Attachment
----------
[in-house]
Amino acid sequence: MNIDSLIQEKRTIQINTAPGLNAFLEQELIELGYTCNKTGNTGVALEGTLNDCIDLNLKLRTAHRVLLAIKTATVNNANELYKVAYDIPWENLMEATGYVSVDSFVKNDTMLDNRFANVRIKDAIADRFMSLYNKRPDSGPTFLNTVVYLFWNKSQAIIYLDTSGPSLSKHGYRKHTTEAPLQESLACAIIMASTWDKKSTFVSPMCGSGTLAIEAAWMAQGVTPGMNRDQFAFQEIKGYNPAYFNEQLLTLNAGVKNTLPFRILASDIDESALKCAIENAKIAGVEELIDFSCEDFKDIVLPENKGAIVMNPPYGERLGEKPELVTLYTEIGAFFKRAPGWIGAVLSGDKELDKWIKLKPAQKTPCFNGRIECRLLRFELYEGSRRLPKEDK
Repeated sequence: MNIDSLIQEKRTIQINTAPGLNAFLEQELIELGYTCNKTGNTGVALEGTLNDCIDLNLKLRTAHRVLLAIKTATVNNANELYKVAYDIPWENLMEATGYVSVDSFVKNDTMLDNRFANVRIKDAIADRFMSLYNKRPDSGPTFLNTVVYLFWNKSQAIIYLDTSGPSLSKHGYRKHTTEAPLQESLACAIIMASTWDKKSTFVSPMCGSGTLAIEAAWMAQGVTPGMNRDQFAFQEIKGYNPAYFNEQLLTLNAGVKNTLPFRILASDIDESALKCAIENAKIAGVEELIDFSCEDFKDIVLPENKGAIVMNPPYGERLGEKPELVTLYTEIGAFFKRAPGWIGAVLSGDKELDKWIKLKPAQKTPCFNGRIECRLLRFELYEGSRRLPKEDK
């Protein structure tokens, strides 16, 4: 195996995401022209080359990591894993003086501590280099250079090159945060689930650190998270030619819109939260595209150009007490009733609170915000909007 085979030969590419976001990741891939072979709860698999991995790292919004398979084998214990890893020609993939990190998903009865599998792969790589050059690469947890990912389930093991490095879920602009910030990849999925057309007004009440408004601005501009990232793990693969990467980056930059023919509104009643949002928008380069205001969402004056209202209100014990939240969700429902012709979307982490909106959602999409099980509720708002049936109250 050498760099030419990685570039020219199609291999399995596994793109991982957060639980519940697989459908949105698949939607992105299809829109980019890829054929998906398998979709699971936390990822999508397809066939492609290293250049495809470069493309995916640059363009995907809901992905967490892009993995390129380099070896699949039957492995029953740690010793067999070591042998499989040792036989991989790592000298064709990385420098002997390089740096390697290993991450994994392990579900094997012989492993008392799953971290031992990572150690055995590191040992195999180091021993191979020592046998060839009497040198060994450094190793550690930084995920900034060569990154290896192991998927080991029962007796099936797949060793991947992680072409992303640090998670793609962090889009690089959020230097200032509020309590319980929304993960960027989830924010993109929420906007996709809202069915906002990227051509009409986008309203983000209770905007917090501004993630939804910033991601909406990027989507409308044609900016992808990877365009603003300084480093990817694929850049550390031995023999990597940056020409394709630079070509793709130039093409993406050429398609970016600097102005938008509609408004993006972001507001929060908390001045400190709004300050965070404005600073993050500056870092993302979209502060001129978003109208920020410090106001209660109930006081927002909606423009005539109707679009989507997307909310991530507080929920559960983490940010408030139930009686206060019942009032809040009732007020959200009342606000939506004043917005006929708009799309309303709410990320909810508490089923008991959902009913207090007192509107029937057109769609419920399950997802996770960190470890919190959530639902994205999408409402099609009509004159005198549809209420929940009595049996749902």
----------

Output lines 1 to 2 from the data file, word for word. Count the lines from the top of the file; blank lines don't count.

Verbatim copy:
[in-house]
Amino acid sequence: MNIDSLIQEKRTIQINTAPGLNAFLEQELIELGYTCNKTGNTGVALEGTLNDCIDLNLKLRTAHRVLLAIKTATVNNANELYKVAYDIPWENLMEATGYVSVDSFVKNDTMLDNRFANVRIKDAIADRFMSLYNKRPDSGPTFLNTVVYLFWNKSQAIIYLDTSGPSLSKHGYRKHTTEAPLQESLACAIIMASTWDKKSTFVSPMCGSGTLAIEAAWMAQGVTPGMNRDQFAFQEIKGYNPAYFNEQLLTLNAGVKNTLPFRILASDIDESALKCAIENAKIAGVEELIDFSCEDFKDIVLPENKGAIVMNPPYGERLGEKPELVTLYTEIGAFFKRAPGWIGAVLSGDKELDKWIKLKPAQKTPCFNGRIECRLLRFELYEGSRRLPKEDK